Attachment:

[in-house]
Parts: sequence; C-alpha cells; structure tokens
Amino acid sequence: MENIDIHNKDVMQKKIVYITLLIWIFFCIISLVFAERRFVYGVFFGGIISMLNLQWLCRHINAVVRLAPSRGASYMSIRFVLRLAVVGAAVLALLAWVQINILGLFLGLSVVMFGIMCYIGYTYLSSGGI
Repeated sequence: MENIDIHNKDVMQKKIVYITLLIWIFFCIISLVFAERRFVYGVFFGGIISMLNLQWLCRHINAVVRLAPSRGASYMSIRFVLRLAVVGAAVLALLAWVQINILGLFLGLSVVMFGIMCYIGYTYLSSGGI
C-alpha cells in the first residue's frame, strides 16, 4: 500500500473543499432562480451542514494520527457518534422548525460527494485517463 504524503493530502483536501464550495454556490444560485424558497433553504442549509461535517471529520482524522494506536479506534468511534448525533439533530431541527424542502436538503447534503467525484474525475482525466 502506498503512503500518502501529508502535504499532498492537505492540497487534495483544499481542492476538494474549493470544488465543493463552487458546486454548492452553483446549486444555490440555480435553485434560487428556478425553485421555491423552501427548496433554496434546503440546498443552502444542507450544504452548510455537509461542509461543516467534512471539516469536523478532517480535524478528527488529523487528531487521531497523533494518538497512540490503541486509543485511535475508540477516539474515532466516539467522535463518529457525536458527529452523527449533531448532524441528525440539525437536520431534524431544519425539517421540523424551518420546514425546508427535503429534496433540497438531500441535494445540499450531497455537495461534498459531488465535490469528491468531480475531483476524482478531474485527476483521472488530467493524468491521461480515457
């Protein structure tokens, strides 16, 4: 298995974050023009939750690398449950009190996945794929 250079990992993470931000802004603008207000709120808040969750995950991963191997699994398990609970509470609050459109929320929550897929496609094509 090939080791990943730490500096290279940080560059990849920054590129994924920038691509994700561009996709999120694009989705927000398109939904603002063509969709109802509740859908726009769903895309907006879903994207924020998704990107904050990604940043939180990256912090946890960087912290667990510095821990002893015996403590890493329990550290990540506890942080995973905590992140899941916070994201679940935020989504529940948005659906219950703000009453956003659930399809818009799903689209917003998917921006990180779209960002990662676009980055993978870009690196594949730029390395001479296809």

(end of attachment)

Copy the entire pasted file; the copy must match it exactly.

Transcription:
[in-house]
Parts: sequence; C-alpha cells; structure tokens
Amino acid sequence: MENIDIHNKDVMQKKIVYITLLIWIFFCIISLVFAERRFVYGVFFGGIISMLNLQWLCRHINAVVRLAPSRGASYMSIRFVLRLAVVGAAVLALLAWVQINILGLFLGLSVVMFGIMCYIGYTYLSSGGI
Repeated sequence: MENIDIHNKDVMQKKIVYITLLIWIFFCIISLVFAERRFVYGVFFGGIISMLNLQWLCRHINAVVRLAPSRGASYMSIRFVLRLAVVGAAVLALLAWVQINILGLFLGLSVVMFGIMCYIGYTYLSSGGI
C-alpha cells in the first residue's frame, strides 16, 4: 500500500473543499432562480451542514494520527457518534422548525460527494485517463 504524503493530502483536501464550495454556490444560485424558497433553504442549509461535517471529520482524522494506536479506534468511534448525533439533530431541527424542502436538503447534503467525484474525475482525466 502506498503512503500518502501529508502535504499532498492537505492540497487534495483544499481542492476538494474549493470544488465543493463552487458546486454548492452553483446549486444555490440555480435553485434560487428556478425553485421555491423552501427548496433554496434546503440546498443552502444542507450544504452548510455537509461542509461543516467534512471539516469536523478532517480535524478528527488529523487528531487521531497523533494518538497512540490503541486509543485511535475508540477516539474515532466516539467522535463518529457525536458527529452523527449533531448532524441528525440539525437536520431534524431544519425539517421540523424551518420546514425546508427535503429534496433540497438531500441535494445540499450531497455537495461534498459531488465535490469528491468531480475531483476524482478531474485527476483521472488530467493524468491521461480515457
């Protein structure tokens, strides 16, 4: 298995974050023009939750690398449950009190996945794929 250079990992993470931000802004603008207000709120808040969750995950991963191997699994398990609970509470609050459109929320929550897929496609094509 090939080791990943730490500096290279940080560059990849920054590129994924920038691509994700561009996709999120694009989705927000398109939904603002063509969709109802509740859908726009769903895309907006879903994207924020998704990107904050990604940043939180990256912090946890960087912290667990510095821990002893015996403590890493329990550290990540506890942080995973905590992140899941916070994201679940935020989504529940948005659906219950703000009453956003659930399809818009799903689209917003998917921006990180779209960002990662676009980055993978870009690196594949730029390395001479296809």